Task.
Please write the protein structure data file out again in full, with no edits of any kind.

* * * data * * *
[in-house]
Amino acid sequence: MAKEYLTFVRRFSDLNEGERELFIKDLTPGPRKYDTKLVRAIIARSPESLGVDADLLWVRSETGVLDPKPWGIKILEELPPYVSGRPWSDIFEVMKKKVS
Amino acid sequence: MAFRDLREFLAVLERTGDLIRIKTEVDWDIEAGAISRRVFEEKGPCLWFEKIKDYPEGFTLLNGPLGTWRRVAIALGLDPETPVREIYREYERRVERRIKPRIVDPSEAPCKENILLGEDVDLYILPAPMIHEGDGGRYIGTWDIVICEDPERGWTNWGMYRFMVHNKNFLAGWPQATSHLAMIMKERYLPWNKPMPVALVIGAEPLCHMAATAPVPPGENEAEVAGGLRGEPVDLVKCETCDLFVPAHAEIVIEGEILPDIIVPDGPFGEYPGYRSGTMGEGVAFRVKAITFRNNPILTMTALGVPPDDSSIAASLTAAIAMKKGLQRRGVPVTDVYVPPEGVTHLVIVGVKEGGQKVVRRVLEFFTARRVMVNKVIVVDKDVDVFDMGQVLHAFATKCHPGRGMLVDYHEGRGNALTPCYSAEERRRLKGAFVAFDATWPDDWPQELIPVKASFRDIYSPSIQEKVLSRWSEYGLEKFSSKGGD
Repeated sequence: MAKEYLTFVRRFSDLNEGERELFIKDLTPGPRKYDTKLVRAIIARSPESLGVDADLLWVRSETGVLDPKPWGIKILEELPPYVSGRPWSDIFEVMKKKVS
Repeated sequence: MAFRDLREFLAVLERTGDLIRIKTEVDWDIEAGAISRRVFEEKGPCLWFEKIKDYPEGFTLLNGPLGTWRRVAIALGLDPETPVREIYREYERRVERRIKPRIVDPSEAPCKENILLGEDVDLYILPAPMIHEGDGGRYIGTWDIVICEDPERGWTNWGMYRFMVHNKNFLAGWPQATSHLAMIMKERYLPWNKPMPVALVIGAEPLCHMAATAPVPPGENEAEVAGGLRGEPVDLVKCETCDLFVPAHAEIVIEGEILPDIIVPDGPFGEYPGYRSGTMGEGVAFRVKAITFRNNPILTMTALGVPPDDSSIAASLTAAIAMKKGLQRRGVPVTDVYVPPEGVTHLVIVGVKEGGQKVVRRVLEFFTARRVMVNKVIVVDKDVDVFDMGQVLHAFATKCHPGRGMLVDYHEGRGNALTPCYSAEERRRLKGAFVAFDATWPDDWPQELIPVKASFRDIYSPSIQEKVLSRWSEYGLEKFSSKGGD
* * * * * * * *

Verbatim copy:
[in-house]
Amino acid sequence: MAKEYLTFVRRFSDLNEGERELFIKDLTPGPRKYDTKLVRAIIARSPESLGVDADLLWVRSETGVLDPKPWGIKILEELPPYVSGRPWSDIFEVMKKKVS
Amino acid sequence: MAFRDLREFLAVLERTGDLIRIKTEVDWDIEAGAISRRVFEEKGPCLWFEKIKDYPEGFTLLNGPLGTWRRVAIALGLDPETPVREIYREYERRVERRIKPRIVDPSEAPCKENILLGEDVDLYILPAPMIHEGDGGRYIGTWDIVICEDPERGWTNWGMYRFMVHNKNFLAGWPQATSHLAMIMKERYLPWNKPMPVALVIGAEPLCHMAATAPVPPGENEAEVAGGLRGEPVDLVKCETCDLFVPAHAEIVIEGEILPDIIVPDGPFGEYPGYRSGTMGEGVAFRVKAITFRNNPILTMTALGVPPDDSSIAASLTAAIAMKKGLQRRGVPVTDVYVPPEGVTHLVIVGVKEGGQKVVRRVLEFFTARRVMVNKVIVVDKDVDVFDMGQVLHAFATKCHPGRGMLVDYHEGRGNALTPCYSAEERRRLKGAFVAFDATWPDDWPQELIPVKASFRDIYSPSIQEKVLSRWSEYGLEKFSSKGGD
Repeated sequence: MAKEYLTFVRRFSDLNEGERELFIKDLTPGPRKYDTKLVRAIIARSPESLGVDADLLWVRSETGVLDPKPWGIKILEELPPYVSGRPWSDIFEVMKKKVS
Repeated sequence: MAFRDLREFLAVLERTGDLIRIKTEVDWDIEAGAISRRVFEEKGPCLWFEKIKDYPEGFTLLNGPLGTWRRVAIALGLDPETPVREIYREYERRVERRIKPRIVDPSEAPCKENILLGEDVDLYILPAPMIHEGDGGRYIGTWDIVICEDPERGWTNWGMYRFMVHNKNFLAGWPQATSHLAMIMKERYLPWNKPMPVALVIGAEPLCHMAATAPVPPGENEAEVAGGLRGEPVDLVKCETCDLFVPAHAEIVIEGEILPDIIVPDGPFGEYPGYRSGTMGEGVAFRVKAITFRNNPILTMTALGVPPDDSSIAASLTAAIAMKKGLQRRGVPVTDVYVPPEGVTHLVIVGVKEGGQKVVRRVLEFFTARRVMVNKVIVVDKDVDVFDMGQVLHAFATKCHPGRGMLVDYHEGRGNALTPCYSAEERRRLKGAFVAFDATWPDDWPQELIPVKASFRDIYSPSIQEKVLSRWSEYGLEKFSSKGGD